Nooooooo! What?! And enh?! And noooooooo! I quickly checked their main site and SubPop's site and Pitchfork... Nothing mentioned anywhere about what was going on. I called up O and we had a freakout session and then pondered what to do now since we had crappy easyjet tickets to Glasgow and a hotel booked. It seemed some shows in the UK were cancelled, but a couple were listed as postponed, but who knew til when... What a lovely way to close out the week, I have been looking forward to this show and trip sooo much, and I still have the Decemberists to look forward to, but it just sucks so much that of all the bands I want to see who cancel a show I'm going to, it has to be Sleater-Kinney, who I love to see live so much and who I've been waiting to see again for 5 years.

An announcement at least was finally made on the official S-K site:
Sleater-Kinney regretfully must cancel their November European dates on account of medical issues. Guitarist/Singer Carrie Brownstein has suffered two severe allergic reactions within the past four months, both resulting in trips to the emergency room. Her doctor has advised that she not travel/tour for prolonged periods of time until the condition stabilizes and further tests are conducted. The band apologizes to all the people that this cancellation affects.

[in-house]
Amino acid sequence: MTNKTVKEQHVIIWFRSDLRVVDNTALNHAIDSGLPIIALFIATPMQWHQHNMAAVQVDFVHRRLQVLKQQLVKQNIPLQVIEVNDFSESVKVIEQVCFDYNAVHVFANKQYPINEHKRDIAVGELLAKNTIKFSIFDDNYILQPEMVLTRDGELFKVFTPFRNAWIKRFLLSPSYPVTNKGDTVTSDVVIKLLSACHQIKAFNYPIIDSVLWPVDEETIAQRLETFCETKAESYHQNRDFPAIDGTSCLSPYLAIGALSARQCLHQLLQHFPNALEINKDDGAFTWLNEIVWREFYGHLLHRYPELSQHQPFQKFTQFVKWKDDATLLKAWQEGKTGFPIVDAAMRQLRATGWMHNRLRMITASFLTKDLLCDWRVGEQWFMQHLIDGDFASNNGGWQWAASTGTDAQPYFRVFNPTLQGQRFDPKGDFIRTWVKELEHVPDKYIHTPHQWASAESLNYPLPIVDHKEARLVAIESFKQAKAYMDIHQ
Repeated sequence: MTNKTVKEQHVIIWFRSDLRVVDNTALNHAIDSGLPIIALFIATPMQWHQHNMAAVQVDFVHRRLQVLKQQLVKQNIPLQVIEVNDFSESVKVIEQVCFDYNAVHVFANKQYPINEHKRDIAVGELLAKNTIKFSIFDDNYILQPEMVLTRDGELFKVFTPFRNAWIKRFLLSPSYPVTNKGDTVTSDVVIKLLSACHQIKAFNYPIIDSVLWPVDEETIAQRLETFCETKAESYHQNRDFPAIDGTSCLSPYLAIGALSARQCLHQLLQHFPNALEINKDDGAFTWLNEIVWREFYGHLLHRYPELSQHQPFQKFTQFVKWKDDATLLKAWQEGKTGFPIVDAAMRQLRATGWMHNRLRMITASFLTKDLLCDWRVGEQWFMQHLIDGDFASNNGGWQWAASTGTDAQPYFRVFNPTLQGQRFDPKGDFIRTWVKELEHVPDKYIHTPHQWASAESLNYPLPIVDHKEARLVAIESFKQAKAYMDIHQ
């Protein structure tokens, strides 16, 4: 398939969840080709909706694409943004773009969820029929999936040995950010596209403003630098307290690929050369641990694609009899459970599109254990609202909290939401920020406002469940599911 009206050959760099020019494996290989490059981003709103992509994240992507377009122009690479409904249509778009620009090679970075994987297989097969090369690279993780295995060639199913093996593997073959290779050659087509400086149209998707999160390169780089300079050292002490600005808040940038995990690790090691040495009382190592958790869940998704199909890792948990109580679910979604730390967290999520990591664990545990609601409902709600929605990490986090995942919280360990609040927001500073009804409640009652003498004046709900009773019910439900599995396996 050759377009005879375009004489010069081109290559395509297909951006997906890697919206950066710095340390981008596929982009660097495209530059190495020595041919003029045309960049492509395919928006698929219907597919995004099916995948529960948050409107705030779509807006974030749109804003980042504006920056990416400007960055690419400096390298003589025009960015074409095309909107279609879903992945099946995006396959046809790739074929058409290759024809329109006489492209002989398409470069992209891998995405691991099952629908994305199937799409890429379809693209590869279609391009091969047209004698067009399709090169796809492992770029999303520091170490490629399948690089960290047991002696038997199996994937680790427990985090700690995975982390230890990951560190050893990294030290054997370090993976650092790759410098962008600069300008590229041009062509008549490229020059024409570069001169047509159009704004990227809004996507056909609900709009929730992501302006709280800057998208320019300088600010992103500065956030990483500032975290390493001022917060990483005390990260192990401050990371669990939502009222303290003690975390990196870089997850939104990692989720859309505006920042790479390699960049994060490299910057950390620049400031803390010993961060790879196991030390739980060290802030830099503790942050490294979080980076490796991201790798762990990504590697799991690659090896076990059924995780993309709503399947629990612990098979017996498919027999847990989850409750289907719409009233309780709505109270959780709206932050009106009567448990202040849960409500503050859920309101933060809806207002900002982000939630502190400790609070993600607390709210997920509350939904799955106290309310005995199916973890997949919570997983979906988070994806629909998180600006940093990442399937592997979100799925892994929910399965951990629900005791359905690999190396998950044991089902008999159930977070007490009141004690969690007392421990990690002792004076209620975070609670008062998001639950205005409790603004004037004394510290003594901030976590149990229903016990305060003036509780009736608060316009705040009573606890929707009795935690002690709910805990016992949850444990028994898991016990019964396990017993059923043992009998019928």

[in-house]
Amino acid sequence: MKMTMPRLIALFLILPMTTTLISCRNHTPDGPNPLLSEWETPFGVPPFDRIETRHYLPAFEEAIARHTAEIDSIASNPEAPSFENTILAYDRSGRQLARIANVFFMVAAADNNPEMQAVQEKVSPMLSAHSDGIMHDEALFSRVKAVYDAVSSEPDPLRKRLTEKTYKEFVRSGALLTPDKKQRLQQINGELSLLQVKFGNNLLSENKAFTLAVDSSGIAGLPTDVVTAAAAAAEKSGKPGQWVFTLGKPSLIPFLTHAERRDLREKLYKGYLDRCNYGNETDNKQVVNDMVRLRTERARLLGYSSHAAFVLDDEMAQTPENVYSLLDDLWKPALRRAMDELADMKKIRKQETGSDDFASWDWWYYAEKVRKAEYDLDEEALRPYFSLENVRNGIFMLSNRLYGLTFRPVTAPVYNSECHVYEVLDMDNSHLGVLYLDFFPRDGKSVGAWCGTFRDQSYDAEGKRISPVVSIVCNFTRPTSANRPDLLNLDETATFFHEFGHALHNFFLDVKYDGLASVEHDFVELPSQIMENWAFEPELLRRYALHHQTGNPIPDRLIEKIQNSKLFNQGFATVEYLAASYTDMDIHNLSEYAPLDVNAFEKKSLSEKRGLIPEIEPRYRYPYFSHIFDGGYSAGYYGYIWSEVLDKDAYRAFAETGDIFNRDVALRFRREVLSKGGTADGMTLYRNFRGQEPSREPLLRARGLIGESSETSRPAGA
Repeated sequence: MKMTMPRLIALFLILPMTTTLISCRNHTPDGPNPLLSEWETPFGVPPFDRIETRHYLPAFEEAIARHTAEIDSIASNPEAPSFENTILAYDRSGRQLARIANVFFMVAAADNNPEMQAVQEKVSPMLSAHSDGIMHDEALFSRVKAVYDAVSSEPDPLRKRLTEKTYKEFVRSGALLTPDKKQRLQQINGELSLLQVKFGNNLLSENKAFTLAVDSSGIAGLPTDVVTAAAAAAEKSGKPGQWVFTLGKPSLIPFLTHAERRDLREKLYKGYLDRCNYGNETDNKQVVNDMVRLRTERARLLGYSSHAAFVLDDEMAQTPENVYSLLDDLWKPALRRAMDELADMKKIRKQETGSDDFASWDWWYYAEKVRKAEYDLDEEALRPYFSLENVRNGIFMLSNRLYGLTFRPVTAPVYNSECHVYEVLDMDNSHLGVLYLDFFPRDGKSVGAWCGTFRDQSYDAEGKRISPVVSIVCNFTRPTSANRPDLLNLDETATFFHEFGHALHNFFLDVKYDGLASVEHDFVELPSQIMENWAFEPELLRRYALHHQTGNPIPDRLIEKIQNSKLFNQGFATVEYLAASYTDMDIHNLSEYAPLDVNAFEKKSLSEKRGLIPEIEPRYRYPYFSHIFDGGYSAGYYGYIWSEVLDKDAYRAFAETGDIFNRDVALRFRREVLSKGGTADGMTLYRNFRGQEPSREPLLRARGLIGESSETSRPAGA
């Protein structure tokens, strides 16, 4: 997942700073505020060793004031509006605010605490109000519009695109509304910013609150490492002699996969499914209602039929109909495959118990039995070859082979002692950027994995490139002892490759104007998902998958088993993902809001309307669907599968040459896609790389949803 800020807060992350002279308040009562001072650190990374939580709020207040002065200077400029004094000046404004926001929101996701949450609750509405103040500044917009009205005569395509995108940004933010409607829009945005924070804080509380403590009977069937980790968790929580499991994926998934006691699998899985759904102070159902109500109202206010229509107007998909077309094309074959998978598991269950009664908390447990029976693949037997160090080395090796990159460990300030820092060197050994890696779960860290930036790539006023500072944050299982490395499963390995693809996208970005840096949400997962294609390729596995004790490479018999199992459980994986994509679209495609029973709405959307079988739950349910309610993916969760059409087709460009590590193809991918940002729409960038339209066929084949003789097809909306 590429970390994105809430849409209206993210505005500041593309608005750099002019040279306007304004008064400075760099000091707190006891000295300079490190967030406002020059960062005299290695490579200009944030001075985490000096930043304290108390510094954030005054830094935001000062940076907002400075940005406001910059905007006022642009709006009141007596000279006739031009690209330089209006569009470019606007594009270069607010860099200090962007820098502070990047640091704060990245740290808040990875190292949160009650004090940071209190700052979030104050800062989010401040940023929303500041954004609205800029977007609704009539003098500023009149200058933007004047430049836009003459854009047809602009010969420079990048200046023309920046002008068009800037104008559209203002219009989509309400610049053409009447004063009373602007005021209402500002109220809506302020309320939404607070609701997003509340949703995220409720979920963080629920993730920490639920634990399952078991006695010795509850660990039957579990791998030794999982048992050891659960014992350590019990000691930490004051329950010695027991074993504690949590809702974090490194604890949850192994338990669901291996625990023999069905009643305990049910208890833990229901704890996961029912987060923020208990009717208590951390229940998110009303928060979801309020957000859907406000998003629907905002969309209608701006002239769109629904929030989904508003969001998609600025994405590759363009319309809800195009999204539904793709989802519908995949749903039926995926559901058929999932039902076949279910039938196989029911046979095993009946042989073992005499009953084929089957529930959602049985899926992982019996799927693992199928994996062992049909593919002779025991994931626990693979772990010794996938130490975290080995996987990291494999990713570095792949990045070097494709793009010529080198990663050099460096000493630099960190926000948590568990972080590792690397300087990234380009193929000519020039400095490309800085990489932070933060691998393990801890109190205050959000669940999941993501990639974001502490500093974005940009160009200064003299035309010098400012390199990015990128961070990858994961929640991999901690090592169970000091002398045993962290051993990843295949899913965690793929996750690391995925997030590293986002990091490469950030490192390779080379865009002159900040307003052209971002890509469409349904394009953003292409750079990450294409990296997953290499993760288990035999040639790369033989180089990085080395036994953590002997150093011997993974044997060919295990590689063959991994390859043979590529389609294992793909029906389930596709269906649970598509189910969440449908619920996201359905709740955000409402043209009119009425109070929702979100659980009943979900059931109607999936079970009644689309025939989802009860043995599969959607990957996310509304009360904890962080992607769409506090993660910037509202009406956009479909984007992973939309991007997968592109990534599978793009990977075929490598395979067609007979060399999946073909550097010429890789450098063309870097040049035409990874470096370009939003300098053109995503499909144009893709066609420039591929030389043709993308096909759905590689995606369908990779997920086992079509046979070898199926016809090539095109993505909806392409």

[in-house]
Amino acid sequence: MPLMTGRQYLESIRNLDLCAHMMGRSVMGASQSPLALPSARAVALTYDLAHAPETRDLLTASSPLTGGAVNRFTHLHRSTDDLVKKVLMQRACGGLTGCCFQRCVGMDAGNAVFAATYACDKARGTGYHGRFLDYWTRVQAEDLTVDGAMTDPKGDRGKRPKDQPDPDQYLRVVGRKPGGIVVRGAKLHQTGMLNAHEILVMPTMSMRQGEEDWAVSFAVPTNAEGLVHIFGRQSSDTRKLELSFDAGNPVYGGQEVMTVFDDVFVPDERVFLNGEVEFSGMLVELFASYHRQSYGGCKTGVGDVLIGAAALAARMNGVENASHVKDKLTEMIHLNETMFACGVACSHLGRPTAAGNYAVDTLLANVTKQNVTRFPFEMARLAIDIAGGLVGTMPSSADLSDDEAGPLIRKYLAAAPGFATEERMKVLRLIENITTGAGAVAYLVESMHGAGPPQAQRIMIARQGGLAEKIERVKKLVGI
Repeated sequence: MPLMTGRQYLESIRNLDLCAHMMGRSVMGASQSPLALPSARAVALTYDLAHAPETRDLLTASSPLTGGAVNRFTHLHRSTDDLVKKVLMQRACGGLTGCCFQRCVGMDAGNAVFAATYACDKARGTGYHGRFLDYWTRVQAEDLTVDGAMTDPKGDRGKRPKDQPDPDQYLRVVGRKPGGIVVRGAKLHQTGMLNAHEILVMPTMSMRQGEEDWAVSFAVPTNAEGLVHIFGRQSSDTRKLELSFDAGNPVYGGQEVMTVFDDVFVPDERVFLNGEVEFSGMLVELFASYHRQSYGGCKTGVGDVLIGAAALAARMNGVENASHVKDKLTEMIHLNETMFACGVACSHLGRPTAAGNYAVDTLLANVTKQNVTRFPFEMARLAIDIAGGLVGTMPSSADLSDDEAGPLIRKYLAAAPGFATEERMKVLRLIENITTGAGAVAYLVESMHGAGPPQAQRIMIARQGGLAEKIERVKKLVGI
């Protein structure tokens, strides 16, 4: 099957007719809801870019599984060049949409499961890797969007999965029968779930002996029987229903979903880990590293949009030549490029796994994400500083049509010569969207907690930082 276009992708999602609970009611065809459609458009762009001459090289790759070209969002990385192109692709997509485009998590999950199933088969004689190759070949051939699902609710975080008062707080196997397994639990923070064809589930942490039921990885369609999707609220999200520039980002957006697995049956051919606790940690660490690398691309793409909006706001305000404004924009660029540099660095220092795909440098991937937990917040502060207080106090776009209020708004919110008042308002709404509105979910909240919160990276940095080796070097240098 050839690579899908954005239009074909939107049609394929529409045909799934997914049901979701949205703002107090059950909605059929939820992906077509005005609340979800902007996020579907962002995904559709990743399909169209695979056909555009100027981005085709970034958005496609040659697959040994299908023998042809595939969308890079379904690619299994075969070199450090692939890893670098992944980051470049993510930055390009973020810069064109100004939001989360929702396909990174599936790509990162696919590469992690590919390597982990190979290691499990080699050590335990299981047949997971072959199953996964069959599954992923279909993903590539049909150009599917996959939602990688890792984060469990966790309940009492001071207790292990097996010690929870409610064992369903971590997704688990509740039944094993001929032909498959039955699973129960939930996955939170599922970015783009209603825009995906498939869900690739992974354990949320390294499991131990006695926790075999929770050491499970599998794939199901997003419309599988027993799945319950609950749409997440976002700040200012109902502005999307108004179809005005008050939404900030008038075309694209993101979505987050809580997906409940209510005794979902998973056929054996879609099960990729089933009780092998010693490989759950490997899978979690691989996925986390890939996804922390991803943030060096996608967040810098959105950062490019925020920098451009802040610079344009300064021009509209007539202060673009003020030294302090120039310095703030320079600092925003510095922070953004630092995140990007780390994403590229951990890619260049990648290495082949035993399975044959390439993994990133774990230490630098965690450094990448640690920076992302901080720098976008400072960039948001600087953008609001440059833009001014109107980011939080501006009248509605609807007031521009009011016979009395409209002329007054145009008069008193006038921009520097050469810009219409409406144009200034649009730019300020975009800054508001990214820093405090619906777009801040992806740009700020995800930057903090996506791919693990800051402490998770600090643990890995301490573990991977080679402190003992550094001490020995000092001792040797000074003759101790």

Man... It sucks it has to be for medical reasons, though I guess that's why these things usually happen. I just feel a bit guilty though, being pissed off I don't get to see them, but you know, I want Carrie to be better. There are rumours though on a fan site forum that the tour could be moved to next May, which would make sense because they'll be in charge of a day of the All Tomorrow's Parties fest, which is in England next May. So O and I will still go to Glasgow, I'm looking forward to seeing the city, even though it'll be Scotland in November. But it just won't be the same. I hope though that Carrie gets better, and they'd better get here soon to rock our world.

October 16, 2005

Freak tattoo accident

I just read this story: Man getting tattoo dies after dizziness, fall through glass case. Eek. When I get my tattoo done, I shall be sure to not stand up if I'm dizzy and stay away from any glass cases. I don't think the tattoo parlor has any anyway. Though there is the big front counter that I could fall into, whacking my head and bleeding to death. Happy thoughts.

October 15, 2005

Halloween madness

My day of Halloween shopping was a success. I have a Halloween costume and a pumpkin.

For the costume, I ended up renting from a theater costume shop called Gerritsen. I had first gone to a party place, but they didn't have what I wanted, or anything else that looked worthwhile, and the stuff wasn't that cheap, plus if I got something there, I would then own it, which I didn't really want. So I headed out to this costume place (which was a bit hectic, with a bunch of costumes coming back that needed to be sorted into wash or dry clean - in the middle of the floor) and I just said I was looking for a wedding-style dress for a Halloween party, and the woman helping me came out with something straight away and it even fit (minus some really tight sleeves that she said she can try to fix). The rental price is not that high (45 euros) and that's with a veil and stockings thrown in. Cool. Check 'em out if you need a costume.